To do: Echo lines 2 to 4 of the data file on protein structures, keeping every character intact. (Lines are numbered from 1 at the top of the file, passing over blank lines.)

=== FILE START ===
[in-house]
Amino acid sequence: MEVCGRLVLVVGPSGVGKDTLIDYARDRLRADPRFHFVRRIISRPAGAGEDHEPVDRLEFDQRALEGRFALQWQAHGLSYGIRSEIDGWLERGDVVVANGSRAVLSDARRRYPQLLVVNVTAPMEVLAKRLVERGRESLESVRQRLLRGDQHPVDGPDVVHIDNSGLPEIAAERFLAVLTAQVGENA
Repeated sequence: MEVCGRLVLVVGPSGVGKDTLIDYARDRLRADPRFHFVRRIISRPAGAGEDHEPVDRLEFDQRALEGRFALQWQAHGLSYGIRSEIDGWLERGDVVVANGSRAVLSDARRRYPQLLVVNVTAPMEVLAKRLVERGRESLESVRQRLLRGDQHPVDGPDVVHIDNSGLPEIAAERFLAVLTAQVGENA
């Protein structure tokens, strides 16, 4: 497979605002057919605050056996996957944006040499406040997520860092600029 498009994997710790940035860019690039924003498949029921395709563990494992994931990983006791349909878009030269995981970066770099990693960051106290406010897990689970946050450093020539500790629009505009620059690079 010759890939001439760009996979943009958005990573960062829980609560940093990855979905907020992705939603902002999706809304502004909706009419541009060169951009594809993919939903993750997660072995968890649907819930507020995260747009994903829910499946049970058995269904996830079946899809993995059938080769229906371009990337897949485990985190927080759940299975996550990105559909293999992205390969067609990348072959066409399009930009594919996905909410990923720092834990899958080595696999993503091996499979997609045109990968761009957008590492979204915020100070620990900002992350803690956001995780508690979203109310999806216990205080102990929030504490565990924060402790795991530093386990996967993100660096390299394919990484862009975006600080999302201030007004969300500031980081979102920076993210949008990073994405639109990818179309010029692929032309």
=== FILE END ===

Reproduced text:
Amino acid sequence: MEVCGRLVLVVGPSGVGKDTLIDYARDRLRADPRFHFVRRIISRPAGAGEDHEPVDRLEFDQRALEGRFALQWQAHGLSYGIRSEIDGWLERGDVVVANGSRAVLSDARRRYPQLLVVNVTAPMEVLAKRLVERGRESLESVRQRLLRGDQHPVDGPDVVHIDNSGLPEIAAERFLAVLTAQVGENA
Repeated sequence: MEVCGRLVLVVGPSGVGKDTLIDYARDRLRADPRFHFVRRIISRPAGAGEDHEPVDRLEFDQRALEGRFALQWQAHGLSYGIRSEIDGWLERGDVVVANGSRAVLSDARRRYPQLLVVNVTAPMEVLAKRLVERGRESLESVRQRLLRGDQHPVDGPDVVHIDNSGLPEIAAERFLAVLTAQVGENA
């Protein structure tokens, strides 16, 4: 497979605002057919605050056996996957944006040499406040997520860092600029 498009994997710790940035860019690039924003498949029921395709563990494992994931990983006791349909878009030269995981970066770099990693960051106290406010897990689970946050450093020539500790629009505009620059690079 010759890939001439760009996979943009958005990573960062829980609560940093990855979905907020992705939603902002999706809304502004909706009419541009060169951009594809993919939903993750997660072995968890649907819930507020995260747009994903829910499946049970058995269904996830079946899809993995059938080769229906371009990337897949485990985190927080759940299975996550990105559909293999992205390969067609990348072959066409399009930009594919996905909410990923720092834990899958080595696999993503091996499979997609045109990968761009957008590492979204915020100070620990900002992350803690956001995780508690979203109310999806216990205080102990929030504490565990924060402790795991530093386990996967993100660096390299394919990484862009975006600080999302201030007004969300500031980081979102920076993210949008990073994405639109990818179309010029692929032309």